We agree that statutory obligation of a driver to yield the right-of-way at a yield sign is somewhat akin to duty imposed upon a driver confronted with a stop sign. However, there is not an absolute duty to stop in case of a yield sign unless another vehicle has entered or is approaching the intersection so closely as to constitute a hazard of collision. The duty imposed upon a driver at a yield sign is less than the absolute duty to stop at a stop sign. The duty to stop at a stop sign is absolute, followed by a duty of lookout, including a calculation of interference with the right-of-way of other vehicles. The duty to stop at a yield sign arises after the required efficient lookout, including calculation. Because of the difference in duty it follows that the driver of a car at a stop sign does have slightly more *442 control over his vehicle than a driver approaching a yield sign. While this difference in the degree of physical control that is required at a yield sign does not affect the duty to yield the right-of-way, it is a factor that a jury may consider in evaluating comparative negligence.

The trial court, in a memorandum opinion on motions after verdict, analyzed the comparative negligence of the drivers as follows:

"Counsel for the defendants argue strongly that under the conceded facts of this case the plaintiff, who was faced with a yield sign, was as a matter of law at least as negligent as the defendant. This does pose a rather close question but in the very recent case of Fink v. Reitz, 28 Wis. (2d) 319, our court at page 322 pointed out the very well-established principle of negligence law as follows: `Comparison of negligence is peculiarly within the province of the jury.' In that case the court further pointed out that the evidence supported a finding that both parties were causally negligent and that the plaintiffs testimony was not incredible. The remarks of the high court in the Fink Case are quite apropos here.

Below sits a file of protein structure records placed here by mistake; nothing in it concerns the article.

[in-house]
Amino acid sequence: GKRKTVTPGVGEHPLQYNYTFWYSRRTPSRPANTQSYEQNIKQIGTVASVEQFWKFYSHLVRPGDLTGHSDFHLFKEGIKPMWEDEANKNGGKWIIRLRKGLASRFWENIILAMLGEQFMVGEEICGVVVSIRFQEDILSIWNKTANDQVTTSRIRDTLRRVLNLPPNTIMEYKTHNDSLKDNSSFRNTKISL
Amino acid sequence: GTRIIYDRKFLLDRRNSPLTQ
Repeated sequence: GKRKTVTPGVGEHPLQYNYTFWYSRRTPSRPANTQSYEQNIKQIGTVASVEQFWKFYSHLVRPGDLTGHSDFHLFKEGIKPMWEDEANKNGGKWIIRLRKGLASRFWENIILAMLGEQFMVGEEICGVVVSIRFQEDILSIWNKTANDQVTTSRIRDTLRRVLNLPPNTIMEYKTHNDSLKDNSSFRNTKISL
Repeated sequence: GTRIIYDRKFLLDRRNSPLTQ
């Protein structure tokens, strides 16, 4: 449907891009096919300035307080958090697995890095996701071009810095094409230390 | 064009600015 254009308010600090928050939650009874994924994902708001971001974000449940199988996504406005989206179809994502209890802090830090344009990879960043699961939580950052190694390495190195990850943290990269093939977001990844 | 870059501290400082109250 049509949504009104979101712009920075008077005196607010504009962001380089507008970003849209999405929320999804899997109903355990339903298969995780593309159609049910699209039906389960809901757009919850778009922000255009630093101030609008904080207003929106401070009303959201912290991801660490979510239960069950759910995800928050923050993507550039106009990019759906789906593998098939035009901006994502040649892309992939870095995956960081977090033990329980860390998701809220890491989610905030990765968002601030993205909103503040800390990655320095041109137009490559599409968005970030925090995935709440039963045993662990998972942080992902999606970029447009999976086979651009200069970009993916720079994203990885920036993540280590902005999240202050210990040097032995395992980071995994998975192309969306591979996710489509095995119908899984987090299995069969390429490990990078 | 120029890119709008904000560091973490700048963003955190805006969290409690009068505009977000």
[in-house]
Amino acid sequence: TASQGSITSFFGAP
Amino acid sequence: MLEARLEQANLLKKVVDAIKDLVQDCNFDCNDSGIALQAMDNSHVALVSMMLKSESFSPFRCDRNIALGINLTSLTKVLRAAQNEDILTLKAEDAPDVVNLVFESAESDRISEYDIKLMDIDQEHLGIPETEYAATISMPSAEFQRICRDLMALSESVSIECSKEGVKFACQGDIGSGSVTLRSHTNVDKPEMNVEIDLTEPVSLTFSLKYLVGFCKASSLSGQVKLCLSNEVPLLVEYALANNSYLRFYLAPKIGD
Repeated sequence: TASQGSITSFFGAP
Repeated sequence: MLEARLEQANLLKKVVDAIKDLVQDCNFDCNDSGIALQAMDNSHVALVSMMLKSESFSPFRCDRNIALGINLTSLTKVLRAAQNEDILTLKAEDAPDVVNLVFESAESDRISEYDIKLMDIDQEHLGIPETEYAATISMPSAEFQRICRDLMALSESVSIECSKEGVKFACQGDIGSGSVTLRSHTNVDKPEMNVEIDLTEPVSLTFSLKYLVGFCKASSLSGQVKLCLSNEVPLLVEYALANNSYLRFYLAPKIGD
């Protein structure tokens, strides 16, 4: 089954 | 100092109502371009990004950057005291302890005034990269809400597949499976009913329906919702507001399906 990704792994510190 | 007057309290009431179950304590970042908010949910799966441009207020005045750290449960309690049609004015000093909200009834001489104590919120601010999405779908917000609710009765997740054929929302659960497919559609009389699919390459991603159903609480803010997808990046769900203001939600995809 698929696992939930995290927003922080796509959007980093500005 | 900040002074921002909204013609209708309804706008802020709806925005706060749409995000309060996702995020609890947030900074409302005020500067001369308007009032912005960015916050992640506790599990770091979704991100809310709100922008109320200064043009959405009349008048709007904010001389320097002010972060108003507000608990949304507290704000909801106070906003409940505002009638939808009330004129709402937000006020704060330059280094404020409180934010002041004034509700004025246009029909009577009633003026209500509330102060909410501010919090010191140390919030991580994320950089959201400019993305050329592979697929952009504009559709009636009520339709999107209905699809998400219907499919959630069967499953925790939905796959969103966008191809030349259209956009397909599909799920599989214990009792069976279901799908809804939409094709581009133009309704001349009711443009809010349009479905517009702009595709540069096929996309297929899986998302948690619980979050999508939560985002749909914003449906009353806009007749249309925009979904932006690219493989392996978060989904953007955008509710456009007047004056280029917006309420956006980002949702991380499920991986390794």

"The plaintiff testified that she was proceeding east on East Mifflin at a speed of about 15 miles per hour. Just prior to the intersection she slowed to about 12 miles per hour and when approximately 60 feet from the west crosswalk she looked to her left and saw nothing. She stated that she looked to her left again when she was approximately 30 feet from the crosswalk and then for the first time saw defendant Wallestad's car approaching at a high rate of speed. She immediately applied her brakes with full force and left skid marks some 25 feet in length. The defendant, on the other hand, testified that he approached the intersection at about 15 miles per hour. Prior to reaching the intersection he stated that he slowed down to a speed of about 5 miles per hour and when he arrived at the south crosswalk he looked to the east and saw nothing. He then stated that he looked to the west and then back again to the east when he first noticed some kind of a shadow and realized that an immediate impact was imminent.